Doctor loses sight, gains new career

Greer Michael has an unlikely classmate in her senior statistics class at Ashland High School &

her father.

Philip Michael, 55, started his student teaching with high school math teacher Brenda Paustian this fall in the final year of his preparation to become a math and physics teacher. Michael was a doctor until he temporarily lost his vision eight years ago.

After six surgeries to correct the eye disease Proliferative Vitreoretinopathy, which causes excessive scar tissue in the eye, Michael regained some vision, but not enough to continue practicing medicine. He started searching for a second career and landed on teaching.

"I would have been one of those doctors who practiced until 85 or 90, because I loved medicine," he said.

But he decided the reason he really enjoyed medicine was working with people, and teaching was another way to dedicate himself to helping others.

"I'm looking forward to being with kids and being let into their lives, helping them not just with math or physics, but to learn how to think," he said.

For now, he is mainly observing classes, but eventually he will have the opportunity to teach classfuls of students, including his daughter, how to think through problems.

"It's kind of unusual going to school and having your dad there," his daughter, Greer said. "I didn't really think that you were allowed to be in your dad's class."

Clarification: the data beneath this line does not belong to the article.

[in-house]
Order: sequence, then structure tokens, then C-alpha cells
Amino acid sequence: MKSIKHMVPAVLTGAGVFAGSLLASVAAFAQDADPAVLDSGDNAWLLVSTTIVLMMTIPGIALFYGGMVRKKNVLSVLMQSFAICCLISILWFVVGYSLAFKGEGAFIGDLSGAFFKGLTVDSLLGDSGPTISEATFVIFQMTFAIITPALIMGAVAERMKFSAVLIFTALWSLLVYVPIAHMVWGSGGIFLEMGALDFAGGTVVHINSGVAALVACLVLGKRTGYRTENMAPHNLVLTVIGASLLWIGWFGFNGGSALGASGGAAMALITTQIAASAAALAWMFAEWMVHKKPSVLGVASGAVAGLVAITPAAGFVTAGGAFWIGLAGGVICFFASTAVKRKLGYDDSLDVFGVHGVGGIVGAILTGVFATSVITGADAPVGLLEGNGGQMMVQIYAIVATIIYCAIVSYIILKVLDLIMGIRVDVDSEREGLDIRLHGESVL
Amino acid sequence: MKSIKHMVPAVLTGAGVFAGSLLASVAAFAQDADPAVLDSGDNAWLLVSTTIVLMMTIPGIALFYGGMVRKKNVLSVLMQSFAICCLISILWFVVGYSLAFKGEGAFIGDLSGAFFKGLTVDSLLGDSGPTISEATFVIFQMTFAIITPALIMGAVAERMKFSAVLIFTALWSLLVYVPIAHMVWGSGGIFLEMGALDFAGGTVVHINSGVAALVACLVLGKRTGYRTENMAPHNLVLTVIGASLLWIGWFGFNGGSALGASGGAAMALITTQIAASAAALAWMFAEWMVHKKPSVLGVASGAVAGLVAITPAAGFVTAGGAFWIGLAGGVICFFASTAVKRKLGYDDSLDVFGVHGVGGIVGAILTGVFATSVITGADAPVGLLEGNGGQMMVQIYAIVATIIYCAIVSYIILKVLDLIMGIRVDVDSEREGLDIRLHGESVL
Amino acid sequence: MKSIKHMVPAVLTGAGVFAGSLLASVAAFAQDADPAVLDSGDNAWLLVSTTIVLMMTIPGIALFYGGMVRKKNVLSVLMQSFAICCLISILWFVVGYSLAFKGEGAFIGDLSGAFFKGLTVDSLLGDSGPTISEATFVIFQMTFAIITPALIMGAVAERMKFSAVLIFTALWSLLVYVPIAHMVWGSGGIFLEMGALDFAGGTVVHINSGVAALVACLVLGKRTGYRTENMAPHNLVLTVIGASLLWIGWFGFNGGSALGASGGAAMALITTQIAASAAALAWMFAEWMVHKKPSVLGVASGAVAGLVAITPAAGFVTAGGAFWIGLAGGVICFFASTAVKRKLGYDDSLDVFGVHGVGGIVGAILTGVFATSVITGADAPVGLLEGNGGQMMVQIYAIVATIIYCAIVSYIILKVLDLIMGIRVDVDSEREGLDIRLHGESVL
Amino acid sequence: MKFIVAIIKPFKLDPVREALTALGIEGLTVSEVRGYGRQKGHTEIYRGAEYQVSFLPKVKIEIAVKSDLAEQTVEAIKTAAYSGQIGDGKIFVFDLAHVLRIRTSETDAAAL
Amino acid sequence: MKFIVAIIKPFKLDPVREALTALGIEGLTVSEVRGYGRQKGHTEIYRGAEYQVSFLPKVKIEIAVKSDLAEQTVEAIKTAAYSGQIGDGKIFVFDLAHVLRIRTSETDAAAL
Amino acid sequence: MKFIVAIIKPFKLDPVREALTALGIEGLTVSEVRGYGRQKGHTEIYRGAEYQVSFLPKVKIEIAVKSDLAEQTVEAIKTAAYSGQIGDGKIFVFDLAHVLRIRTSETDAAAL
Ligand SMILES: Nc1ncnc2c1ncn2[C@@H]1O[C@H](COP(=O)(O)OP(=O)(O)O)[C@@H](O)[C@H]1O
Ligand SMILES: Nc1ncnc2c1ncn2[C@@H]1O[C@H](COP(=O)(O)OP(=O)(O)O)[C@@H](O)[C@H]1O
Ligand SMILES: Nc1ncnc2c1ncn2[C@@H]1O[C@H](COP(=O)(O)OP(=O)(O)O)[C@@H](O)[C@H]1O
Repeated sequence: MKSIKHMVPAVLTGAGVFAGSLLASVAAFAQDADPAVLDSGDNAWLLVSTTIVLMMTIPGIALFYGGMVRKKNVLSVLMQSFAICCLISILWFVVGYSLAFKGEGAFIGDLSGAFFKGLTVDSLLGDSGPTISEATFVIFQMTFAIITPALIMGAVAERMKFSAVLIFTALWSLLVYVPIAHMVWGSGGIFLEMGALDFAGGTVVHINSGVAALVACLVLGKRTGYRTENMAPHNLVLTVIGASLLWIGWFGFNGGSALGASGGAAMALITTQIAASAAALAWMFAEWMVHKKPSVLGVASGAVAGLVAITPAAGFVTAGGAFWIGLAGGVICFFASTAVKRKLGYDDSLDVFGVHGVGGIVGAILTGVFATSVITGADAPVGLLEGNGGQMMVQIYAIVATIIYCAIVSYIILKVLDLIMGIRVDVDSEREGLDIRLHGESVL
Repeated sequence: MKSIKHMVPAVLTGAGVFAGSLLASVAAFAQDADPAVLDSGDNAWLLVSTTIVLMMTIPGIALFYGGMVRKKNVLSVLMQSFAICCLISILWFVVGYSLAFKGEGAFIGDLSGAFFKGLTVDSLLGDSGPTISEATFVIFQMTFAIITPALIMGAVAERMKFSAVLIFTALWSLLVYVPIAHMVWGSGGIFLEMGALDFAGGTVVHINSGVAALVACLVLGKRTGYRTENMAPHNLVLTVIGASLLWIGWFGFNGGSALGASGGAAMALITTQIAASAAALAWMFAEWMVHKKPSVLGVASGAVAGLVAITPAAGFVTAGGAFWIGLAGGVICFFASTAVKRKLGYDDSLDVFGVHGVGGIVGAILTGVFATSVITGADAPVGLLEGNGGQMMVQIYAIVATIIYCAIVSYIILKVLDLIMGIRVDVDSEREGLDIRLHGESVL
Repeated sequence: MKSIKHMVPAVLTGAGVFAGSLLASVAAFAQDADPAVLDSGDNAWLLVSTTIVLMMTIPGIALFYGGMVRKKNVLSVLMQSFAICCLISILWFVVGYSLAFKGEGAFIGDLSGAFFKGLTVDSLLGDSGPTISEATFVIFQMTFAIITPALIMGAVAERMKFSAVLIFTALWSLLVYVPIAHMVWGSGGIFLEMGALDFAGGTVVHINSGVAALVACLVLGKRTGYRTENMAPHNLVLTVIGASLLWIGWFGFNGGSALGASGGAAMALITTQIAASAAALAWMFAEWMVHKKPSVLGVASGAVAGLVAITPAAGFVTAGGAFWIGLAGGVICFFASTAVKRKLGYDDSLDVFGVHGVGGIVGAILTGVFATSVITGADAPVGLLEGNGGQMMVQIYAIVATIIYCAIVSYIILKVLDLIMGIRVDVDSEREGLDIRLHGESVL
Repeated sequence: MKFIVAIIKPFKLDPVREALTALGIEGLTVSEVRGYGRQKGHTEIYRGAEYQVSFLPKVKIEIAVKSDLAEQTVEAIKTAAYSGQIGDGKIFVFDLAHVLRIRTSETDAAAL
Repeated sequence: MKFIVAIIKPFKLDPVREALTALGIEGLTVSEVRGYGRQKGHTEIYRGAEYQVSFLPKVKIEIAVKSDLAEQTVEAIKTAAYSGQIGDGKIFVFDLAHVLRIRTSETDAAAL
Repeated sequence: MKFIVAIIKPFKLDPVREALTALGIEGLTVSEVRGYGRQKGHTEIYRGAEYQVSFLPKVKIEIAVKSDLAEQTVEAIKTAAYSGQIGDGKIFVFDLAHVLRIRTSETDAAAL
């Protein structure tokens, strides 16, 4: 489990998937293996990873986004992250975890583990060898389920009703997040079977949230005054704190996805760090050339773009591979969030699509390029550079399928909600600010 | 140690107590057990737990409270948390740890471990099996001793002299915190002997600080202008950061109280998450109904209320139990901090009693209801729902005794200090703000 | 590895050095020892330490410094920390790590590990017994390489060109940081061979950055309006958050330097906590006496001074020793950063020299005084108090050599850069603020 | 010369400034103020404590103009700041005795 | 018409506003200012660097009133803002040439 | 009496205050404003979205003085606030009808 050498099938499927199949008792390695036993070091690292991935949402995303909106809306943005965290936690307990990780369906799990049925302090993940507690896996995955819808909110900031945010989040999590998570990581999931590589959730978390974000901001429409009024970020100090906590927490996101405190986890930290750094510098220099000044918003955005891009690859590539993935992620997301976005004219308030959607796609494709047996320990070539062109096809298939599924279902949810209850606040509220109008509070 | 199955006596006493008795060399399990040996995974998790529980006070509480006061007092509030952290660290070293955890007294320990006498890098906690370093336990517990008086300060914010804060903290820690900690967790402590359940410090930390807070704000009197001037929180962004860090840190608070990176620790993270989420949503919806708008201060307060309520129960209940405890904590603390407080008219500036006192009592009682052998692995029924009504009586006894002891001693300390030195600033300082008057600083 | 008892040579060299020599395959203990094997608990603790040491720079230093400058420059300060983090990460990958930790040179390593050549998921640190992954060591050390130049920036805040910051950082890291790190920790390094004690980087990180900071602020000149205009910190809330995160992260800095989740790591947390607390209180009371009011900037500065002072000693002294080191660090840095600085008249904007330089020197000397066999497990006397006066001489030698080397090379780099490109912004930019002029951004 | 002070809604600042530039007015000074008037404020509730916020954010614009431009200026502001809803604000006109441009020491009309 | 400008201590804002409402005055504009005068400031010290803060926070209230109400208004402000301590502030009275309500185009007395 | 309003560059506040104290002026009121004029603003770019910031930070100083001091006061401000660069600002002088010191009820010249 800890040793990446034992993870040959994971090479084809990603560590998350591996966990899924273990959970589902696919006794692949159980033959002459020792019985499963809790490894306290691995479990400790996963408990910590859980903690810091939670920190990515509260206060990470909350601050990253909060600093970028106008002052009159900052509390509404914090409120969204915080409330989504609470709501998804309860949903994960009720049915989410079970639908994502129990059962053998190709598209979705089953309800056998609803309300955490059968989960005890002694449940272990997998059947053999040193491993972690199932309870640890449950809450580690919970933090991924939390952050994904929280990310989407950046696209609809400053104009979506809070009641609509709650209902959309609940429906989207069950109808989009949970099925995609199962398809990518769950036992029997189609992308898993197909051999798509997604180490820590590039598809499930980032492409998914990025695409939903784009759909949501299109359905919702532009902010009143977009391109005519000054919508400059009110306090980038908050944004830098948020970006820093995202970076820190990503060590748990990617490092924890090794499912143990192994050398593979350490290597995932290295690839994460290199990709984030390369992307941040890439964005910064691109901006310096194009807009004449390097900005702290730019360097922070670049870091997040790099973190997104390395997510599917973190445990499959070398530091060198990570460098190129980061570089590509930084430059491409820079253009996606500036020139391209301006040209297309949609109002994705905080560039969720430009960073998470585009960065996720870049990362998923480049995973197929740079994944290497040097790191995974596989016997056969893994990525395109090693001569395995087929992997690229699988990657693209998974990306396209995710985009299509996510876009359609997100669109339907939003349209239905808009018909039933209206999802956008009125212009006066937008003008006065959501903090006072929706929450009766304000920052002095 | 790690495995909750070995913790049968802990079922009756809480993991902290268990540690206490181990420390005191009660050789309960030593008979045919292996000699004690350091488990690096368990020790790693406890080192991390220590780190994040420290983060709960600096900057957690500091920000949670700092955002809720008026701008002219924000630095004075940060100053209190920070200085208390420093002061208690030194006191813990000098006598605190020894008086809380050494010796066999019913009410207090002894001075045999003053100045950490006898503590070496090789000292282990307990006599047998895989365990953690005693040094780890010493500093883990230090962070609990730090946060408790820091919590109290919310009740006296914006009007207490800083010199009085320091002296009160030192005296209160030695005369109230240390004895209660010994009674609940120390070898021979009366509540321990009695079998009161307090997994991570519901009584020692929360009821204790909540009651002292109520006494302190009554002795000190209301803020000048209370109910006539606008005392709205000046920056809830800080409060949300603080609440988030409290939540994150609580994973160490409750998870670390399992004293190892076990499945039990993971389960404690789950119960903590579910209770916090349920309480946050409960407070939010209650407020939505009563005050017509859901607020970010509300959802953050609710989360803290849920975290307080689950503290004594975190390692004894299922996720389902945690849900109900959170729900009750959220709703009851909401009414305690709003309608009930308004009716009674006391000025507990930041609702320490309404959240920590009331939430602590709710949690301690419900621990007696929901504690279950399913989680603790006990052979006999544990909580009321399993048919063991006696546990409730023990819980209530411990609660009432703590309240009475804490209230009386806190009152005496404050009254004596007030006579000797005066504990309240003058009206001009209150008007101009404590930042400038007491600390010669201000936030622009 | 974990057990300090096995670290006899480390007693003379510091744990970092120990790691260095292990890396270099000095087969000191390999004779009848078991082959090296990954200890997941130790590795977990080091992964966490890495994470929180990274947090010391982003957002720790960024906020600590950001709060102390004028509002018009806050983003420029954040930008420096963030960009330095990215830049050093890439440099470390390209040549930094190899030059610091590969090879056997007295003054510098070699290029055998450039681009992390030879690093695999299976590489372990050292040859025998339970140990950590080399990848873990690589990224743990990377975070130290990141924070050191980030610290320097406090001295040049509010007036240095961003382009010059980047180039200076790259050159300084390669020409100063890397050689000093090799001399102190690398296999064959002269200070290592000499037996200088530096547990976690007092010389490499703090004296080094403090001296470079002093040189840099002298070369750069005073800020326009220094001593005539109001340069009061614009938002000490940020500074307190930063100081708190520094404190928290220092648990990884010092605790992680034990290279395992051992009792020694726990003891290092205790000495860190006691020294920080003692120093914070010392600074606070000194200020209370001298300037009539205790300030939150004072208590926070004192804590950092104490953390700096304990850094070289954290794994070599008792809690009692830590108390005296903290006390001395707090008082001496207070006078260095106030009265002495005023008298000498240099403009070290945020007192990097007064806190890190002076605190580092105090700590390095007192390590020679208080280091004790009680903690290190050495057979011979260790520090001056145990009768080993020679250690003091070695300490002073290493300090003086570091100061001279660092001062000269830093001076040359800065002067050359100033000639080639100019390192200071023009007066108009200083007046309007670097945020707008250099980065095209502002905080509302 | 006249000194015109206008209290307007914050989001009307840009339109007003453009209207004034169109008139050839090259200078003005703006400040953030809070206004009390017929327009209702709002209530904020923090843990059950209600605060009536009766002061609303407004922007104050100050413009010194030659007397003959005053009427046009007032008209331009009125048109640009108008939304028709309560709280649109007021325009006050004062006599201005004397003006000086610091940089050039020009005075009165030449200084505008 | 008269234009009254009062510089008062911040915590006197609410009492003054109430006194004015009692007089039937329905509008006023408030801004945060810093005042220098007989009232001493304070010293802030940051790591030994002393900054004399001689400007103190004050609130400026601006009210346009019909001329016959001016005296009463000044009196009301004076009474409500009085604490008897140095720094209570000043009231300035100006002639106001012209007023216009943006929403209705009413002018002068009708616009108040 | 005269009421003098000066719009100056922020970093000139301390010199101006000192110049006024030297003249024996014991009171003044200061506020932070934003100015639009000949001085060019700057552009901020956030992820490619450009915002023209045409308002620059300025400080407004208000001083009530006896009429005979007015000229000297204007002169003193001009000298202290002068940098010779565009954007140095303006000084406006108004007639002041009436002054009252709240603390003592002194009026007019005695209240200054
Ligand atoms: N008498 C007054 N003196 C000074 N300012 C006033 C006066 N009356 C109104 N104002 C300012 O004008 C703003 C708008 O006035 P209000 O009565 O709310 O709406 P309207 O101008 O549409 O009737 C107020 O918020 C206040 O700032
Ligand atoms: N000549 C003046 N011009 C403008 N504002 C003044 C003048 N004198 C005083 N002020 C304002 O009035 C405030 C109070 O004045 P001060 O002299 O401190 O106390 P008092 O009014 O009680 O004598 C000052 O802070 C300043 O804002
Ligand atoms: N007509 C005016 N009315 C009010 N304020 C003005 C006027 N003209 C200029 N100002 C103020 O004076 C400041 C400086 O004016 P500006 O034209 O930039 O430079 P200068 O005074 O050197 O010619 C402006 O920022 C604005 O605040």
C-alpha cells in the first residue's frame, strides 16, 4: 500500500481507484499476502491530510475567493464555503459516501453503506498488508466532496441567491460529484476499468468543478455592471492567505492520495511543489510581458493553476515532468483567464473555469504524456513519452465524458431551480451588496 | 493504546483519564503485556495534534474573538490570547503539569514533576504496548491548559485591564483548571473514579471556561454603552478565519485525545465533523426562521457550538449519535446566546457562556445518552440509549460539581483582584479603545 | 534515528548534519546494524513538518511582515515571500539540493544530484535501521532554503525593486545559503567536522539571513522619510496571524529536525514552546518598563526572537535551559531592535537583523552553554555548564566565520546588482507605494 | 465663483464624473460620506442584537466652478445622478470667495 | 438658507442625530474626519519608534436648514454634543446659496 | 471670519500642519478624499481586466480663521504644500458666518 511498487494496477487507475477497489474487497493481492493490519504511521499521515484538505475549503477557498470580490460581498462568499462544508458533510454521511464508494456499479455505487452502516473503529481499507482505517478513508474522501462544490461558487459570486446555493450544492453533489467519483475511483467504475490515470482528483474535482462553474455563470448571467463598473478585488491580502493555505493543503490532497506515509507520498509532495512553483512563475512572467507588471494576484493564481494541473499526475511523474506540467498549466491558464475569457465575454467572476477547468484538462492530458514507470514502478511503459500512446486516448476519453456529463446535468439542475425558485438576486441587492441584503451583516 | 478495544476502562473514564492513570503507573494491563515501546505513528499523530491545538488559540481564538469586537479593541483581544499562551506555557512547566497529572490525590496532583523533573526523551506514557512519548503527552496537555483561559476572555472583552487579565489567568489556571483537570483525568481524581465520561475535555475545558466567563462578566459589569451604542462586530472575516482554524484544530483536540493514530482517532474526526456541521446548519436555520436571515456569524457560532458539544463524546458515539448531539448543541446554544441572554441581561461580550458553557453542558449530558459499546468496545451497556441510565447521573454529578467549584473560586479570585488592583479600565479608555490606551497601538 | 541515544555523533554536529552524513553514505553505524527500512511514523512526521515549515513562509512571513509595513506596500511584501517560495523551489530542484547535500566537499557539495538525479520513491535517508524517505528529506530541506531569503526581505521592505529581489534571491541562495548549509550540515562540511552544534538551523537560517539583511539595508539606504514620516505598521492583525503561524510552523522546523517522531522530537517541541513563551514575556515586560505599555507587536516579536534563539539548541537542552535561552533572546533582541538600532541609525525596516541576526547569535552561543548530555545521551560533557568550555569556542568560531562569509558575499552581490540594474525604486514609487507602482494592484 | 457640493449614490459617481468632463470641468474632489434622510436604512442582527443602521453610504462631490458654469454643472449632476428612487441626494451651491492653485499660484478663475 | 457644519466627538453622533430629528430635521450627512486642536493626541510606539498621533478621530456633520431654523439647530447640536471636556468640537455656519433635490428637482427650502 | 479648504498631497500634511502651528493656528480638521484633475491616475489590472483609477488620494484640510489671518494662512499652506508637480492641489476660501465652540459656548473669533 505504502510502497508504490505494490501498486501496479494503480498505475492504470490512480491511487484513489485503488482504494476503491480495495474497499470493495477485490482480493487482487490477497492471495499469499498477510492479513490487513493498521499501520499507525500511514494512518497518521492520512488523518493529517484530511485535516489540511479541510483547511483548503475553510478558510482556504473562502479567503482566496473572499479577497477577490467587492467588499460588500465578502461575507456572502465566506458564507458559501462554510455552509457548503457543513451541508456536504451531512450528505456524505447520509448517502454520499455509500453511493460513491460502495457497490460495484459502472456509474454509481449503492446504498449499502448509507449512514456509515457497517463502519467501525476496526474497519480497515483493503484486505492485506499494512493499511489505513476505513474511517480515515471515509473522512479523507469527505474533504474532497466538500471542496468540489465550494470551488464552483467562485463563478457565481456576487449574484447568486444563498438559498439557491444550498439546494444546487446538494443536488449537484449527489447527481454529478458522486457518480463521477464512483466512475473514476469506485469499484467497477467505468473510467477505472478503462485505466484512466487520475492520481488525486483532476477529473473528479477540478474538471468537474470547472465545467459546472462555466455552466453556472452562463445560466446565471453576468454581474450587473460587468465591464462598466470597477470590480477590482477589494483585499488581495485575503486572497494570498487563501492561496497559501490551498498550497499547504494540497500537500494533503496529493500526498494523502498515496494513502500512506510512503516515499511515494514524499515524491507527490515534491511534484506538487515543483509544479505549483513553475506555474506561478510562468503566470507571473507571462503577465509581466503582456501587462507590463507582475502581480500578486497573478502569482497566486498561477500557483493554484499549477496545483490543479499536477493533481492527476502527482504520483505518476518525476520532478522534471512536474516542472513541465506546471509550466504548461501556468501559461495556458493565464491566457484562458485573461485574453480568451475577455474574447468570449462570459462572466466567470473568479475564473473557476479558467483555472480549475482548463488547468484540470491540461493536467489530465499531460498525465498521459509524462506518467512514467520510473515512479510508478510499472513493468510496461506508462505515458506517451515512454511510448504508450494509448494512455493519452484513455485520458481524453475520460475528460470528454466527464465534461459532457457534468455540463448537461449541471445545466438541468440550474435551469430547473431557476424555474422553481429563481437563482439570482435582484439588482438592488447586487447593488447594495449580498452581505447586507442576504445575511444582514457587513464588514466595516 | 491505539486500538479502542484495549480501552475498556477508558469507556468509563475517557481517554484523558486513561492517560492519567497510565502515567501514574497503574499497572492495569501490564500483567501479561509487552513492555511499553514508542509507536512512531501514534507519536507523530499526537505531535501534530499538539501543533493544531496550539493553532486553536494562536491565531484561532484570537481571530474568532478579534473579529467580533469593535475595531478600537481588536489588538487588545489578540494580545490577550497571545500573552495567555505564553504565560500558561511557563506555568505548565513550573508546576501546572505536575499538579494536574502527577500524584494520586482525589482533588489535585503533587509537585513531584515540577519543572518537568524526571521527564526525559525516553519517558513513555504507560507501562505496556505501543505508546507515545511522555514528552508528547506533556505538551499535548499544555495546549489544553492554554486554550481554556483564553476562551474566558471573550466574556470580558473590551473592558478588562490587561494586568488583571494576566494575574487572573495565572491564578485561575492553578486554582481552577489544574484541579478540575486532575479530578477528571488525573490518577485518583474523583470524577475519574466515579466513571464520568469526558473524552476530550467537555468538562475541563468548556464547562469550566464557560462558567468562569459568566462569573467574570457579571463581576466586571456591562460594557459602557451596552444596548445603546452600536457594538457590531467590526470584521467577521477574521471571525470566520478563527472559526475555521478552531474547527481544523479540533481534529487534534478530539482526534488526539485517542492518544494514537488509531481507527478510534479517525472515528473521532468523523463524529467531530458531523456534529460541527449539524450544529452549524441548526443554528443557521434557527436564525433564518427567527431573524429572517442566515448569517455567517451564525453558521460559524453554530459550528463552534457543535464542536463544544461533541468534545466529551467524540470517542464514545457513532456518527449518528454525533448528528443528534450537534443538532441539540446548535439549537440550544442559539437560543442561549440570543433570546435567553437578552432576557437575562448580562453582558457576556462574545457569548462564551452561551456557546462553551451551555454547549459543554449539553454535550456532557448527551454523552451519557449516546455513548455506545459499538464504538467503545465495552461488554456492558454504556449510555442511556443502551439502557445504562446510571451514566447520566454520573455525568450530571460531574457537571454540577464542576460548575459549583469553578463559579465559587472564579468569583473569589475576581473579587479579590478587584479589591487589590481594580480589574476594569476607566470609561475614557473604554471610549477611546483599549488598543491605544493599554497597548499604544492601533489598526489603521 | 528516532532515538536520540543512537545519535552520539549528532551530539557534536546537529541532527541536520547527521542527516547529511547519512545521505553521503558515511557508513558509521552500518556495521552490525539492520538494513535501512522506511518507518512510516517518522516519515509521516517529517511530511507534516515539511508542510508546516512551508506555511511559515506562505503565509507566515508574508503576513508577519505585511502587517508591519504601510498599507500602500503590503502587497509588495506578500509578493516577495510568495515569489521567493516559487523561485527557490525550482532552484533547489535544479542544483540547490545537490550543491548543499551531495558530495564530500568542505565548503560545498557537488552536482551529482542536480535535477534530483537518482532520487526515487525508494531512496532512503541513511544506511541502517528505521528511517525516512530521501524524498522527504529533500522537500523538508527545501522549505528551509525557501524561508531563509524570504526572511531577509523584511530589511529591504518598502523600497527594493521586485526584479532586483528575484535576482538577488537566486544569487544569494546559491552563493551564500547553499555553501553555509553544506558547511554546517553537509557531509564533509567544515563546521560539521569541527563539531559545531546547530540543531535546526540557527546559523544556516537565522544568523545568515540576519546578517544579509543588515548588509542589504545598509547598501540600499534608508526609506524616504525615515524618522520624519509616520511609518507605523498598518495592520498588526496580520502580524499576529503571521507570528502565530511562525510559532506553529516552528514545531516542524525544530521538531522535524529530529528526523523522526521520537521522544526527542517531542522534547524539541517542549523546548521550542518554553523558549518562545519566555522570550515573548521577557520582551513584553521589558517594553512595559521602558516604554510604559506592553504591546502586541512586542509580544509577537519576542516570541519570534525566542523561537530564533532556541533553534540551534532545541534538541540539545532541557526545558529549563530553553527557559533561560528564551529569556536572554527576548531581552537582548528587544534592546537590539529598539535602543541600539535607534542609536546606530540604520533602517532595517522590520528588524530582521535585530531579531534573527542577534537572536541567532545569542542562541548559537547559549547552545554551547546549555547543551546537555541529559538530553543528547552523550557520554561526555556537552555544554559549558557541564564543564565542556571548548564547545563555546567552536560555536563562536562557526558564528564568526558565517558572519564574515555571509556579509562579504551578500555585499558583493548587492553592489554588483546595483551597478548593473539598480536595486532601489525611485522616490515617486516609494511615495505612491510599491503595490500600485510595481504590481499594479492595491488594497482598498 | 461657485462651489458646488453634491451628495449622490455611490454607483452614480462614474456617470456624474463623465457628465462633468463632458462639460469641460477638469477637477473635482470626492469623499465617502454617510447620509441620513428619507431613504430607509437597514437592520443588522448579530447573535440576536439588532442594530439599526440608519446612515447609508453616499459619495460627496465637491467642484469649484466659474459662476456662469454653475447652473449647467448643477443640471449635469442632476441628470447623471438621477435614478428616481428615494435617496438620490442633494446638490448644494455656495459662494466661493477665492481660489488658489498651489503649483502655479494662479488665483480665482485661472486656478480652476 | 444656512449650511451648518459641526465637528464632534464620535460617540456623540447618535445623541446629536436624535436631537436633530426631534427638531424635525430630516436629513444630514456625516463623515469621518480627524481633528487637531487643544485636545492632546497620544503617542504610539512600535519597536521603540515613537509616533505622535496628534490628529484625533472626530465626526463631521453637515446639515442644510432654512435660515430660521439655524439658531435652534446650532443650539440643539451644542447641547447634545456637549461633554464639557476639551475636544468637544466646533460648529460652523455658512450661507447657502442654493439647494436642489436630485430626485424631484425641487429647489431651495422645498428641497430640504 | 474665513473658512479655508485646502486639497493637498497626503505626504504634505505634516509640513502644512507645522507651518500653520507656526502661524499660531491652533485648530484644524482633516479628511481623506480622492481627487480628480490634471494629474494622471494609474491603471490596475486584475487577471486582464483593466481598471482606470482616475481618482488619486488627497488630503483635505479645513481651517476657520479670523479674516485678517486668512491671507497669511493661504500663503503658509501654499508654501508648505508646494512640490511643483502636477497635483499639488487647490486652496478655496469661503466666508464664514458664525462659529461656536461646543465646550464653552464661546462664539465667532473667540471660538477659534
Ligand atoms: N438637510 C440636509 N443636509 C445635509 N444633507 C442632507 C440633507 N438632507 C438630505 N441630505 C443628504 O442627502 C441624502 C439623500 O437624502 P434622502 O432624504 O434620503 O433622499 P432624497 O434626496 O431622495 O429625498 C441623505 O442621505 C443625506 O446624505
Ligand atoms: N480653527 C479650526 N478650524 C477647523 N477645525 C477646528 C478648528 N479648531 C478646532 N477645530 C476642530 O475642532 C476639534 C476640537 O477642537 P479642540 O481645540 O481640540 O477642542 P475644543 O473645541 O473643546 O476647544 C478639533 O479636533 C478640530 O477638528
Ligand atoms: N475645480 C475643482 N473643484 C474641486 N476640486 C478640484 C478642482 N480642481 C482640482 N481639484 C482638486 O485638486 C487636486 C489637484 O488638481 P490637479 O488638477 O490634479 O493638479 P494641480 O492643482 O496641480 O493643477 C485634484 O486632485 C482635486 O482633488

Having her dad so close has some perks, she said, such as being able to borrow the car and maybe some homework help. She isn't planning on offering her dad any teaching tips, however.

"I probably won't give him any pointers, because he probably won't listen to them anyway," she said.

Michael's son Wynn also attends the high school, but is not in any of his classes.

Neither Greer nor Wynn plans on going into medicine or teaching. Wynn has considered marine biology and Greer said she wants to do something more artistic.

Whatever they and the rest of Michael's students decide to do, he is focusing on building the foundation in part by drawing on his own experiences.

"Their generation will change careers a lot," he said. "I get the luxury of switching from one great career to another great career, so hopefully I can pass on some skills to help them be able to do the same."

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